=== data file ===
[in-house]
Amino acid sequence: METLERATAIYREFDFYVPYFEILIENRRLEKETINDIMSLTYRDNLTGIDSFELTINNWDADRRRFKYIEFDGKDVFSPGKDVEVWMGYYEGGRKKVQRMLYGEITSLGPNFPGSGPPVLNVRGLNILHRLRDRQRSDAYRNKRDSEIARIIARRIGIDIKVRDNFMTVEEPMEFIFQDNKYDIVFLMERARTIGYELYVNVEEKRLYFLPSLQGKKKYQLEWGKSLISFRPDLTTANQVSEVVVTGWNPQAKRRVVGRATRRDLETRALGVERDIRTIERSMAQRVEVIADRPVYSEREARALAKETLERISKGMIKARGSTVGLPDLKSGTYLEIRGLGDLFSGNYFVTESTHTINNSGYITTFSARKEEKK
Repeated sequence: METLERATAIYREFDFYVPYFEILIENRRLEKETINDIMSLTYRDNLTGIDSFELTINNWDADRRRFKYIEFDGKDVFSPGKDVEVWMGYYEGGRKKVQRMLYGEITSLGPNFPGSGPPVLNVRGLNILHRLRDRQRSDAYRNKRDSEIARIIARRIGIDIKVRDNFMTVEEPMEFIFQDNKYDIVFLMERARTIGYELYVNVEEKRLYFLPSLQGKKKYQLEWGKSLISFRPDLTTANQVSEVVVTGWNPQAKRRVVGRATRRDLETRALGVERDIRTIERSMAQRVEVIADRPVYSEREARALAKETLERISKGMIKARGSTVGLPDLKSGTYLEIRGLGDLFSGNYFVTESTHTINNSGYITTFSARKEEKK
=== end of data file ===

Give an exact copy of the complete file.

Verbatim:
[in-house]
Amino acid sequence: METLERATAIYREFDFYVPYFEILIENRRLEKETINDIMSLTYRDNLTGIDSFELTINNWDADRRRFKYIEFDGKDVFSPGKDVEVWMGYYEGGRKKVQRMLYGEITSLGPNFPGSGPPVLNVRGLNILHRLRDRQRSDAYRNKRDSEIARIIARRIGIDIKVRDNFMTVEEPMEFIFQDNKYDIVFLMERARTIGYELYVNVEEKRLYFLPSLQGKKKYQLEWGKSLISFRPDLTTANQVSEVVVTGWNPQAKRRVVGRATRRDLETRALGVERDIRTIERSMAQRVEVIADRPVYSEREARALAKETLERISKGMIKARGSTVGLPDLKSGTYLEIRGLGDLFSGNYFVTESTHTINNSGYITTFSARKEEKK
Repeated sequence: METLERATAIYREFDFYVPYFEILIENRRLEKETINDIMSLTYRDNLTGIDSFELTINNWDADRRRFKYIEFDGKDVFSPGKDVEVWMGYYEGGRKKVQRMLYGEITSLGPNFPGSGPPVLNVRGLNILHRLRDRQRSDAYRNKRDSEIARIIARRIGIDIKVRDNFMTVEEPMEFIFQDNKYDIVFLMERARTIGYELYVNVEEKRLYFLPSLQGKKKYQLEWGKSLISFRPDLTTANQVSEVVVTGWNPQAKRRVVGRATRRDLETRALGVERDIRTIERSMAQRVEVIADRPVYSEREARALAKETLERISKGMIKARGSTVGLPDLKSGTYLEIRGLGDLFSGNYFVTESTHTINNSGYITTFSARKEEKK